Chronology of Christopher New's China Coast Trilogy
S. Wagner, Fellow, National University of Singapore
Three of Christopher New's five novels have become known as his China
Coast Trilogy, as they trace the interlinked lives of a group
of Europeans, Chinese, and Eurasians against the background of the Empire's
decline and fall.
The Chinese Box was New's fictional debut when
it was published in 1975. Set in Hong Kong during the time of the Chinese Cultural
Revolution in the late 1960s, it tells the story of Dimitri Johnston, his disillusioned
wife, and his mistress, Mila, a Chinese ballet dancer. Half Russian and half
English and in love with a Chinese woman, Dimitri is caught up in the racial
politics of a colonial society and the political upheavals in China.
Published in 1985, after Goodbye Chairman Mao
(1979), Shanghai is actually New's third novel.
Within the Trilogy's internal chronology, however, it forms a prequel to The
Chinese Box, detailing high and low life in Shanghai at the
turn of the century. John Denton arrives in 1903 to make his fortune. His immense
success and then his shady dealings become the subject of much retrospective
contemplation (engaged in by his son Michael) and by proxy even historical research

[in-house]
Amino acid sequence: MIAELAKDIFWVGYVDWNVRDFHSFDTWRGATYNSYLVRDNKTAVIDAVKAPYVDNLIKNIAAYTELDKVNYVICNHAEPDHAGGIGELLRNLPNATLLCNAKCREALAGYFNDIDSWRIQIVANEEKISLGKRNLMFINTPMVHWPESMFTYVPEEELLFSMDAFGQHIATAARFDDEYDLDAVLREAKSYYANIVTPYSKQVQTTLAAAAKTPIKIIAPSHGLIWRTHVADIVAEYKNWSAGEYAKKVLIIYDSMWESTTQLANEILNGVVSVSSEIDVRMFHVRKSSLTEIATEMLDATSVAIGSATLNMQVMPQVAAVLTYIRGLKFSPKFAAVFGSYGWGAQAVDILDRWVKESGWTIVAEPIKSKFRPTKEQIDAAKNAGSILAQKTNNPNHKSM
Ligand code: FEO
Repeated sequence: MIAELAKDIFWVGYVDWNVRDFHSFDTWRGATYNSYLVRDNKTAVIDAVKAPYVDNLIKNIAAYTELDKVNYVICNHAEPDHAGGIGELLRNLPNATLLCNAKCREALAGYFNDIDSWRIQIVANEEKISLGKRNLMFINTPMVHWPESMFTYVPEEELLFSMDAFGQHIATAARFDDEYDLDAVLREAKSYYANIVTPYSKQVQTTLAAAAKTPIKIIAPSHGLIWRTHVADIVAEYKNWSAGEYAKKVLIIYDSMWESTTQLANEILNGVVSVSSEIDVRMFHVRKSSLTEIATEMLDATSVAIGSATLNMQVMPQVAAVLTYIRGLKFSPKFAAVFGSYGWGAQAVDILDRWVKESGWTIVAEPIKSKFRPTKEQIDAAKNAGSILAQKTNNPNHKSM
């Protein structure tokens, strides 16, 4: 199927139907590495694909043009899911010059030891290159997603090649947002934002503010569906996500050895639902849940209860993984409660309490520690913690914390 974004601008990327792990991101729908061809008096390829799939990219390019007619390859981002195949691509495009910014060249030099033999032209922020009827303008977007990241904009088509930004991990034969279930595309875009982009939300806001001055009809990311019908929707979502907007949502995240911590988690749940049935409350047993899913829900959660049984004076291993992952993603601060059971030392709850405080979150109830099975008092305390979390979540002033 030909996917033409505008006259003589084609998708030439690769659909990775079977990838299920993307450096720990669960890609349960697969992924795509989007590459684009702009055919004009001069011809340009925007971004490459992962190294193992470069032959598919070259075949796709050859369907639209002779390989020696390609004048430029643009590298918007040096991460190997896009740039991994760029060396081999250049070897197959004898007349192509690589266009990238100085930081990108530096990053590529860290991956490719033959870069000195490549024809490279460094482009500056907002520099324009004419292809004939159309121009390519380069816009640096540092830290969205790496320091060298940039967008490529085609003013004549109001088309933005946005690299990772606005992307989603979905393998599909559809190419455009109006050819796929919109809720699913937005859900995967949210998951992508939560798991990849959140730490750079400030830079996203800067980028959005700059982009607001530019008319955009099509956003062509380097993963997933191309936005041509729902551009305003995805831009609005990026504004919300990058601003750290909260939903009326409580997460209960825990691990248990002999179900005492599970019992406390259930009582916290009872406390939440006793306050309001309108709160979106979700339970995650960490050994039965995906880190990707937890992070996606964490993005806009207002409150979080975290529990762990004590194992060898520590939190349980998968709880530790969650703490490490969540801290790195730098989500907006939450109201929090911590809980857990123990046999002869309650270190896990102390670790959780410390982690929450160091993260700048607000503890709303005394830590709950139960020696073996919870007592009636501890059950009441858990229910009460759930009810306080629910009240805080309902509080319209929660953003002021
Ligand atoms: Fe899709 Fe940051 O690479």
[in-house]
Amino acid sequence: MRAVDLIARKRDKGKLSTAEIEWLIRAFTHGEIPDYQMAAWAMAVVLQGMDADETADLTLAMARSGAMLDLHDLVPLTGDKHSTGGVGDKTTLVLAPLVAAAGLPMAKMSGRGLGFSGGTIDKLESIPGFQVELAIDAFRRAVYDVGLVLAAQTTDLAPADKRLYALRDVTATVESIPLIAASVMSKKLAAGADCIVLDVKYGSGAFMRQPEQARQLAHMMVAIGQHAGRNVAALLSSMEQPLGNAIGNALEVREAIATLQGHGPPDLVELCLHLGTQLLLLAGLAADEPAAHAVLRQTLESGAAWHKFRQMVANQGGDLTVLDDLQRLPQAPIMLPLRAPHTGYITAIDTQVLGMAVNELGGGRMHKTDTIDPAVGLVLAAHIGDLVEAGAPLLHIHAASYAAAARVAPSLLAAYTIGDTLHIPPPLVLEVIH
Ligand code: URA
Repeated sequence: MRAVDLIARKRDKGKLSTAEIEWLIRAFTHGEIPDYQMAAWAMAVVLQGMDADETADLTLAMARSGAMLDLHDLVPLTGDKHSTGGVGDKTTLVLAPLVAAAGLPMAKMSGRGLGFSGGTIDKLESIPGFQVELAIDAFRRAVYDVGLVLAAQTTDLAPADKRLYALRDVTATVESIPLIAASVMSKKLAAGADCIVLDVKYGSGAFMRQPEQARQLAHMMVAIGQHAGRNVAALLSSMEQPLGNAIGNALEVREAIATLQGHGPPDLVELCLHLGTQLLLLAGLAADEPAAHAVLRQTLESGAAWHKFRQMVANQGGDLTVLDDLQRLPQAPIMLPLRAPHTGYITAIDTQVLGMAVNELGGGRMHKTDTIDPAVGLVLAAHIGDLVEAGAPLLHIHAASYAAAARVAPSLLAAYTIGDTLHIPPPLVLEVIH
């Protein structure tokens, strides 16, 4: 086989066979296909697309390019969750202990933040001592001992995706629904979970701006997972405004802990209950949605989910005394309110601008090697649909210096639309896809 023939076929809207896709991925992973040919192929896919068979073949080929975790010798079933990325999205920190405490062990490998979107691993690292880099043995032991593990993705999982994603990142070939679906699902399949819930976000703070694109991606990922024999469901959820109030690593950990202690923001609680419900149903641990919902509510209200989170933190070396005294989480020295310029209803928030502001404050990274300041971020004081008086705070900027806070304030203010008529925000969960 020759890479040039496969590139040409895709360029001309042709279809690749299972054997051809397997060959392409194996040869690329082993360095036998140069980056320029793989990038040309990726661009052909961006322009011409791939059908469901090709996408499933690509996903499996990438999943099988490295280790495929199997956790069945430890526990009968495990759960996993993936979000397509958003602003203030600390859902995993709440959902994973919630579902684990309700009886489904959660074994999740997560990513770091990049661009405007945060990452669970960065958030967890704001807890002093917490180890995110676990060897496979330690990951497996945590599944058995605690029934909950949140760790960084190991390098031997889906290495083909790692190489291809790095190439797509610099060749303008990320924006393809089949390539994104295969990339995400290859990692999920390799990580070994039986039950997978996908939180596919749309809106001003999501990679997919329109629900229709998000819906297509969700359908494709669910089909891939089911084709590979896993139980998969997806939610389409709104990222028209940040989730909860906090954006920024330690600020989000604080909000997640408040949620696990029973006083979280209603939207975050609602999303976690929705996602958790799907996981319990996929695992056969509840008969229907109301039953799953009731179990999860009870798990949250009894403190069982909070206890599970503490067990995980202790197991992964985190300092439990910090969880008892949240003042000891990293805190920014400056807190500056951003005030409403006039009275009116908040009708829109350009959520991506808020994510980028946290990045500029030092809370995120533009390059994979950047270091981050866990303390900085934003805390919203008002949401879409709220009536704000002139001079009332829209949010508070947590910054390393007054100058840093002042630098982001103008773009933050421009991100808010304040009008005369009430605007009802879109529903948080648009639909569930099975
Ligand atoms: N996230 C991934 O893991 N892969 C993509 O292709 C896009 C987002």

in A Change of Flag.
Continuing New's retrospective reassessment of Hong Kong's last colonial days,
started in The Chinese Box, and emphatically underlining
the parallels to Shanghai's fate, A Change of Flag
is set in the early eighties, against the background of the political negotiations
of the handover of Hong Kong to China in 1997. Rachel, the American stepdaughter
of Jenny Denton, John Denton's daughter and Michael's half-sister, comes to
Hong Kong as a postgraduate student. Her two equally incompetent supervisors
are Michael's flamboyant nephew Patrick and Dimitri Johnston. Linking the lives
of similarly related characters -- predominantly comprising the grown-up children
of Dimitri, now married to Mila, as well as of Michael and his Chinese wife,
Grace -- the novel is perhaps New's most panoramic work.
Last Modified: 8 October 2002